2013.10.8

Before Japan’s startup elite, Nintendo president talks innovation and the search for something new

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Nintendo president Satoru Iwata

This is a part of our coverage of B Dash Camp Osaka 2013.

The highlight of day one at B Dash Camp in Osaka was the final session featuring Nintendo president Satoru Iwata. It’s unusual for him to join an open event like this, so this was a bit of a treat, especially following the social gaming session that took place earlier in the afternoon.

Iwata started out with some slides to remind us that Nintendo started out as a card game company way back in 1889. He outlined how the company transitioned to TV games and then to consoles as a game platform. Nintendo is an old company, but always one that wants to make something new, he emphasized.

When we talk about Nintendo we cannot ignore (former president) Hiroshi Yamauchi who just recently passed away. He always said that if you have failure, you don’t need to be too concerned. You always have good things and bad, and this reflects the history of Nintendo [1].

Iwata, as you might expect with so many folks from the mobile industry in attendance, really focused on his company’s longevity, innovation, and legacy of surprising the world with something entirely new.

If you do the same thing as others, it will wear you out. Nintendo is not good at competing so we always have to challenge [the status quo] by making something new, rather than competing in an existing market.

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Iwata left, Nobuo Sayama right

While fans are screaming out for the company to go the way of Sega and and produce games for our mobile devices, Nintendo has been a stubborn holdout. That was, of course, the elephant in the room during Iwata’s talk, with the final question of the Q&A session predictably asking if Nintendo would ever shake from its stance of refusing to produce games for hardware other than its own. Iwata’s response to that was predictably curt:

No one knows the future, but I don’t think that’s going to happen with Nintendo.

As our readers may recall from a few weeks back, I myself have been dreaming that someday soon Nintendo might make a Hail Mary pass by producing a DS Phone. From Iwata’s comments, that does not look to be a likely scenario – although he did leave the door open a crack to the possibility.

I confess, I’ve all but given up hope for the salvation of Nintendo. But at the same time, hearing Iwata describe his company as one that looks for something entirely new – well, that claim appeals to the nostalgic gamer in me, the one that has been three times captivated by the company’s innovations [2]. I’d love to think that the company could pull off a home run again, but the skeptic in me thinks Nintendo is no longer capable of such things.

And yet, Iwata still kept talking.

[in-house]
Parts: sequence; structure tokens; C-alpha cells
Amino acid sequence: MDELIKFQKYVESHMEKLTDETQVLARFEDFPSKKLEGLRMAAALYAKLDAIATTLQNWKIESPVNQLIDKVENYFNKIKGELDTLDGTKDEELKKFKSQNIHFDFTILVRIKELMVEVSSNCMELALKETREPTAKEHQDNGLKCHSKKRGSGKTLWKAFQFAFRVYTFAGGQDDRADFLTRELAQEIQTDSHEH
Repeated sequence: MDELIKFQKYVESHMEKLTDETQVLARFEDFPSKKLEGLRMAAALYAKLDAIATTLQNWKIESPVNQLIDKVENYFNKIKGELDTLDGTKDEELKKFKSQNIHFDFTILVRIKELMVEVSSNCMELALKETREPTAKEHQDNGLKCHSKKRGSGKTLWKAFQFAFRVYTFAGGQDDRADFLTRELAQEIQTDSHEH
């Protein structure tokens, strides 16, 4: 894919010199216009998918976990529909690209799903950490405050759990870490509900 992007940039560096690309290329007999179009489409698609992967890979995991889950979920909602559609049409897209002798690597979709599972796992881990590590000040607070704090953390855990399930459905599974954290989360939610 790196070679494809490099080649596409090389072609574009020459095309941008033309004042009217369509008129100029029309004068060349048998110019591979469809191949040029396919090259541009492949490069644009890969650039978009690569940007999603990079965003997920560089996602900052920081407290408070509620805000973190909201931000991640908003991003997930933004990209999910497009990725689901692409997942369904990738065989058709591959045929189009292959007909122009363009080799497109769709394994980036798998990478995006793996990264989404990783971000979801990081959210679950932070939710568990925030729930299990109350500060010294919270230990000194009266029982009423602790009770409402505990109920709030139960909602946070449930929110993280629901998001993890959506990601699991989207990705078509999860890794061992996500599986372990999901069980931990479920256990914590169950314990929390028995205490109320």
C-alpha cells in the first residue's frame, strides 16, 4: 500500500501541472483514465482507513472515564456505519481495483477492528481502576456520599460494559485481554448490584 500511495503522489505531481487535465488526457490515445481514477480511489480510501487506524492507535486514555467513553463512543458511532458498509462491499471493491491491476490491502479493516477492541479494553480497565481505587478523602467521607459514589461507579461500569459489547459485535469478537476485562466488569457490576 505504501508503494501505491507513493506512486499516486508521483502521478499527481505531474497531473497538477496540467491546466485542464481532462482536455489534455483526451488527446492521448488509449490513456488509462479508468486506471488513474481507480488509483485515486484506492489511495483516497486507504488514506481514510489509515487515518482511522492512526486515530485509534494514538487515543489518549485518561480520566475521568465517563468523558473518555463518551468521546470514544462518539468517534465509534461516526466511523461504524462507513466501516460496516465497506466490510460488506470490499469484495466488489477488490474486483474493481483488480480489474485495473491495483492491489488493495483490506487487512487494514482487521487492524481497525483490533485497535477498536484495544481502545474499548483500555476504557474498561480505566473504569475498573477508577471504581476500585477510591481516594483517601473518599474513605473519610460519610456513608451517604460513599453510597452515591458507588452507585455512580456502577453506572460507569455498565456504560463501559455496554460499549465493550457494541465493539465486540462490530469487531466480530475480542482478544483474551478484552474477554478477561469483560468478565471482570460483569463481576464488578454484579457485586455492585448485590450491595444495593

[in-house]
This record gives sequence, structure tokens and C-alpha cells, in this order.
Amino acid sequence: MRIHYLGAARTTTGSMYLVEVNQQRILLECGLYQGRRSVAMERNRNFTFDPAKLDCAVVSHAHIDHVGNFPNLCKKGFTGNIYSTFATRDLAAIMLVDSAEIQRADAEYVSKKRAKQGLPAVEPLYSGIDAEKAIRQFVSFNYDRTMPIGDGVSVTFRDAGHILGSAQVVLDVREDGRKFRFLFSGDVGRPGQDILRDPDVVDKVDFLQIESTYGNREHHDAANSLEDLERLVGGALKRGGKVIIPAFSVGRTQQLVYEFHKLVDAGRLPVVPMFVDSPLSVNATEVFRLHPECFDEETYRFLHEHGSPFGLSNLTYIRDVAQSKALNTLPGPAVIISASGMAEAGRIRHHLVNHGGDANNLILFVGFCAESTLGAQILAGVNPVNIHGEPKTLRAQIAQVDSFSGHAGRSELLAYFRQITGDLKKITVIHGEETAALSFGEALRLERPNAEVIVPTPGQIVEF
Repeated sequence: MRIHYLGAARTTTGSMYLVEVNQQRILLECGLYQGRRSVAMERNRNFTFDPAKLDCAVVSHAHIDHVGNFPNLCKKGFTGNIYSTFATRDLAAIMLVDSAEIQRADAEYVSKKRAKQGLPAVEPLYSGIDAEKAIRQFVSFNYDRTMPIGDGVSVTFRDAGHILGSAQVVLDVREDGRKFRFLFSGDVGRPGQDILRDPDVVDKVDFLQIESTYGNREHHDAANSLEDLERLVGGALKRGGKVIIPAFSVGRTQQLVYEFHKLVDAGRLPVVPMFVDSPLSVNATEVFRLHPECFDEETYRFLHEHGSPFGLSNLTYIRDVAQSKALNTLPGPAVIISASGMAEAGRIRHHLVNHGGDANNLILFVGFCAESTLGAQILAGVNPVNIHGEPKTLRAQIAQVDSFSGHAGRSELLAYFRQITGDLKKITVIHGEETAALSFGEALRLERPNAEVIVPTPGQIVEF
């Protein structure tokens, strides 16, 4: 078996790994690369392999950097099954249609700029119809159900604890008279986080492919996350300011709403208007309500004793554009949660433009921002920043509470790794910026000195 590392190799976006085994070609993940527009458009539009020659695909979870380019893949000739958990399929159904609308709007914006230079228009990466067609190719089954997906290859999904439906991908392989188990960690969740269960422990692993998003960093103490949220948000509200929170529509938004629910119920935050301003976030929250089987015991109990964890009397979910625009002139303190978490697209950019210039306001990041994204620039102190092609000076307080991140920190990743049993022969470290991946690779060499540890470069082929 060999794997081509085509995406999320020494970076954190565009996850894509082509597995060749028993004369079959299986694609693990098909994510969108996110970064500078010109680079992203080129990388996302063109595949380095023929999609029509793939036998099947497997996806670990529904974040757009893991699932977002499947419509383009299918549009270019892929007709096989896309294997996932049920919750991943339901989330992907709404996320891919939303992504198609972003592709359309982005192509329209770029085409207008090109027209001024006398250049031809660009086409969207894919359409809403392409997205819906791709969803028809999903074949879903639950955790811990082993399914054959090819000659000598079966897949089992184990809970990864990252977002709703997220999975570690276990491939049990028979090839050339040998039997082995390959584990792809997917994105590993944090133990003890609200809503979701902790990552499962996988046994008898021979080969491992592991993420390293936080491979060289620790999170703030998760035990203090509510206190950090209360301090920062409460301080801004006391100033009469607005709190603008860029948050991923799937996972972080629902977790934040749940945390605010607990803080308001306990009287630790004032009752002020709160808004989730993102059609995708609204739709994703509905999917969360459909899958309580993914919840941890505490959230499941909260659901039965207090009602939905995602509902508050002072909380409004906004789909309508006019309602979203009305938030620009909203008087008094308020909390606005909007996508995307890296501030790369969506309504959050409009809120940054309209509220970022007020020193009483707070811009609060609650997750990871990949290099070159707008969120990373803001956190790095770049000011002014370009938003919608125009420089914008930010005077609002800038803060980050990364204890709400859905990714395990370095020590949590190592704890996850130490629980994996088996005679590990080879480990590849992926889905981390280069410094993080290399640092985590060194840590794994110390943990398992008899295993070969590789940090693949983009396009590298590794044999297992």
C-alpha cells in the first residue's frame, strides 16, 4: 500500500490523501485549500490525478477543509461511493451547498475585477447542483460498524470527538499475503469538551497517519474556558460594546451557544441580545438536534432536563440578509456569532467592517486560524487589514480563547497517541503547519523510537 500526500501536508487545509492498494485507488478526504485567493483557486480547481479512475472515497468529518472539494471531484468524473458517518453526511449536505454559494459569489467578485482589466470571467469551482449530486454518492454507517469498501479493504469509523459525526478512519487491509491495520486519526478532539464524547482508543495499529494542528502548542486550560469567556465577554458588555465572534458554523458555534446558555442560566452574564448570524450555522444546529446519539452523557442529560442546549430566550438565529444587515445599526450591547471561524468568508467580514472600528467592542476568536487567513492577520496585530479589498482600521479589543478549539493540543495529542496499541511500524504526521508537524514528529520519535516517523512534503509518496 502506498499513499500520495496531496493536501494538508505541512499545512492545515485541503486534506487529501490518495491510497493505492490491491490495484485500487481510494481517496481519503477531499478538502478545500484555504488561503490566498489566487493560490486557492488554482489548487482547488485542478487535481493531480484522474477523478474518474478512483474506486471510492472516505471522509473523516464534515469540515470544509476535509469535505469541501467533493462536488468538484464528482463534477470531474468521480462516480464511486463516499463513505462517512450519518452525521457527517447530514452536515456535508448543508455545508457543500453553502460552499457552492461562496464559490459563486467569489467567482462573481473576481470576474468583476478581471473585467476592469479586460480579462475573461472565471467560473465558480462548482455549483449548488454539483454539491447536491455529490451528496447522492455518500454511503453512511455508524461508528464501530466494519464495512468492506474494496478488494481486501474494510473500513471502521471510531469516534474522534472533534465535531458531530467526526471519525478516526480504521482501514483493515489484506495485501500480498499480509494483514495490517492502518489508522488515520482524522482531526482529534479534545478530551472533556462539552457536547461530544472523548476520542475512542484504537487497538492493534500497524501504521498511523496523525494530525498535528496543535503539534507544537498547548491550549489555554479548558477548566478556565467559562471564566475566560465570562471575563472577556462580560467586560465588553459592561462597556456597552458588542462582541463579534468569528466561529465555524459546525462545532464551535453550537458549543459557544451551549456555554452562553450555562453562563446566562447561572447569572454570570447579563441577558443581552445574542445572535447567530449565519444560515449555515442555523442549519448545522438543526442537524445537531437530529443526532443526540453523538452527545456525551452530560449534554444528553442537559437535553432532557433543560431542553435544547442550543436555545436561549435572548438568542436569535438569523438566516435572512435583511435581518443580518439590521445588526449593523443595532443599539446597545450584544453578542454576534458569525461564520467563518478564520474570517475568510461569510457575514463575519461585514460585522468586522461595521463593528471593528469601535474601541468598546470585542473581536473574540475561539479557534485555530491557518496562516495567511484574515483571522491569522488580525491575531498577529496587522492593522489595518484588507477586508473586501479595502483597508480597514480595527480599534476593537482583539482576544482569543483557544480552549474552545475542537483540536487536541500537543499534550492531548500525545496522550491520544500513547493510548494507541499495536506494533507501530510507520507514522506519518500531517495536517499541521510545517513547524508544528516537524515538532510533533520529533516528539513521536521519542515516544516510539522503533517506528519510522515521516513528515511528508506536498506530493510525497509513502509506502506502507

And it did not sound ridiculous:

It’s often called the ‘Blue Ocean Strategy’, looking for something that no one else is working on. When we created the DS, people said it was strange to have a dual display, and people said elderly people don’t play games. But they did. Opening the first door is when things are most interesting.

He went on to speak of the challenge they faced in pushing Pokemon abroad:

Will America accept cute monsters? No, they said. Some people even recommended to make Pikachu more muscular. If we followed their advice Pokemon would never have been the success that it was. Brain Training software (Brain Age) became a hit in Japan, and I proposed that we sell it globally. And even as I said that as the president, no one listened.

But actually, Brain Training did better in Europe than anywhere else, and Iwata rolled out a handy chart to show as much.

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He went on to praise his company, explaining how motivated Nintendo staffers are. “It’s easy for our employees to see the benefits of the work they do”, he explained, “and when employees are excited, well, that’s the best possible state for a company.”

It’s all too easy to bash Nintendo for its stubbornness in the face of the smartphone revolution. I’ve done it, and I’ll probably continue to do it. But I’d be lying if I said that I wasn’t also rooting for the company to pull off that last second miracle that turns the gaming industry on its head.

The giant is now the underdog, and I’m really not sure why, but I’m still rooting for them to do well.


  1. Do note that quotes in this article are taken from live translation during the event, and that Iwata’s talk was in Japanese. So it’s possible that quotes may not be entirely accurate or verbatim, but I think they are generally solid.  ↩

  2. When I say three times, I’m referring to the Nintendo Entertainment System, Gameboy, and the Nintendo DS. I didn’t buy a Wii, so I missed that train.  ↩

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Rick Martin

Rick Martin

Rick Martin is a Canadian living in Japan, and is a writer and editor for The Bridge. For feedback or story pitches, feel free to contact him here.

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